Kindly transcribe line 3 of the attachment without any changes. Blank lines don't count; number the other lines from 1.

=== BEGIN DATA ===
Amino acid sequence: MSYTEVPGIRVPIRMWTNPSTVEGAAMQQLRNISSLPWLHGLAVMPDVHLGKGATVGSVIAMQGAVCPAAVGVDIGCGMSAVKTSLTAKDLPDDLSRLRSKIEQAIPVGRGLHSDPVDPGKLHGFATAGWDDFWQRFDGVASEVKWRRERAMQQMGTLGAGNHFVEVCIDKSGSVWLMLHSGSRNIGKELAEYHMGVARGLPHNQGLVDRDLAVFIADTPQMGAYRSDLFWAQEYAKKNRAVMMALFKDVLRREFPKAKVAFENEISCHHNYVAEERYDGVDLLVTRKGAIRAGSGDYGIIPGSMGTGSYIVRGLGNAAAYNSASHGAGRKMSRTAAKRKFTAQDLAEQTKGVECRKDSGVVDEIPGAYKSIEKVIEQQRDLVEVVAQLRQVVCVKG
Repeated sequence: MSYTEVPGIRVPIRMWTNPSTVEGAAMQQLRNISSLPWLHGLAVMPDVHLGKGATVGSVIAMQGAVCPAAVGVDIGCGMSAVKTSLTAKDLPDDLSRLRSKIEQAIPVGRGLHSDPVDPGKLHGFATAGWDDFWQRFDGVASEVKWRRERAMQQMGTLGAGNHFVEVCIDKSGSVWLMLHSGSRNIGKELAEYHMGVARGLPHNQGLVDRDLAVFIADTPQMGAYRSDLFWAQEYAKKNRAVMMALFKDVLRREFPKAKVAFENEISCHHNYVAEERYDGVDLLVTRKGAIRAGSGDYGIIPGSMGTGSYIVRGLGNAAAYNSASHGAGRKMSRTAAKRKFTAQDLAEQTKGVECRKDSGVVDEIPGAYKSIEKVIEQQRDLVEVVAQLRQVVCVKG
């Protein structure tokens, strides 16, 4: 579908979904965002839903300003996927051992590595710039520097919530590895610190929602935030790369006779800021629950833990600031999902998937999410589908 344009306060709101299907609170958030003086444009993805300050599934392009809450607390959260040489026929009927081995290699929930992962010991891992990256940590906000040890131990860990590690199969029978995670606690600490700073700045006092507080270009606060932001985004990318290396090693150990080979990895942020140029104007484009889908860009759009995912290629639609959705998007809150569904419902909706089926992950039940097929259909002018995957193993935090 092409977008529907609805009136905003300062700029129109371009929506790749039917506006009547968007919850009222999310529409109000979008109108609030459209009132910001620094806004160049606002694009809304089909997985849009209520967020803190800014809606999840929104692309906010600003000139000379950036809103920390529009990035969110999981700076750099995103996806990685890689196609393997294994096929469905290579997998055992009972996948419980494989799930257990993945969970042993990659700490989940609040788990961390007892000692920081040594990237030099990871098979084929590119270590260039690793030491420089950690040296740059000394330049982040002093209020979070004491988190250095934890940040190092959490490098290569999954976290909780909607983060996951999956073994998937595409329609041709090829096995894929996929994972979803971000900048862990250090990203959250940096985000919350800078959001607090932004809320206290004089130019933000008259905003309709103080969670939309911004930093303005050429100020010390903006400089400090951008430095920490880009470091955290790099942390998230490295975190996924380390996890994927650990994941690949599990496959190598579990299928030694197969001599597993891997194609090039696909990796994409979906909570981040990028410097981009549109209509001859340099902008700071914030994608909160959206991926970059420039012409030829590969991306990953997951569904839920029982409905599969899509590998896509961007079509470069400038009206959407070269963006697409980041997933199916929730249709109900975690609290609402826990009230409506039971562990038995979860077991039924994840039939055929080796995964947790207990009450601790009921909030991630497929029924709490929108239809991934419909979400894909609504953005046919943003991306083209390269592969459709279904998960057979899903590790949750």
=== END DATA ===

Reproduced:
């Protein structure tokens, strides 16, 4: 579908979904965002839903300003996927051992590595710039520097919530590895610190929602935030790369006779800021629950833990600031999902998937999410589908 344009306060709101299907609170958030003086444009993805300050599934392009809450607390959260040489026929009927081995290699929930992962010991891992990256940590906000040890131990860990590690199969029978995670606690600490700073700045006092507080270009606060932001985004990318290396090693150990080979990895942020140029104007484009889908860009759009995912290629639609959705998007809150569904419902909706089926992950039940097929259909002018995957193993935090 092409977008529907609805009136905003300062700029129109371009929506790749039917506006009547968007919850009222999310529409109000979008109108609030459209009132910001620094806004160049606002694009809304089909997985849009209520967020803190800014809606999840929104692309906010600003000139000379950036809103920390529009990035969110999981700076750099995103996806990685890689196609393997294994096929469905290579997998055992009972996948419980494989799930257990993945969970042993990659700490989940609040788990961390007892000692920081040594990237030099990871098979084929590119270590260039690793030491420089950690040296740059000394330049982040002093209020979070004491988190250095934890940040190092959490490098290569999954976290909780909607983060996951999956073994998937595409329609041709090829096995894929996929994972979803971000900048862990250090990203959250940096985000919350800078959001607090932004809320206290004089130019933000008259905003309709103080969670939309911004930093303005050429100020010390903006400089400090951008430095920490880009470091955290790099942390998230490295975190996924380390996890994927650990994941690949599990496959190598579990299928030694197969001599597993891997194609090039696909990796994409979906909570981040990028410097981009549109209509001859340099902008700071914030994608909160959206991926970059420039012409030829590969991306990953997951569904839920029982409905599969899509590998896509961007079509470069400038009206959407070269963006697409980041997933199916929730249709109900975690609290609402826990009230409506039971562990038995979860077991039924994840039939055929080796995964947790207990009450601790009921909030991630497929029924709490929108239809991934419909979400894909609504953005046919943003991306083209390269592969459709279904998960057979899903590790949750």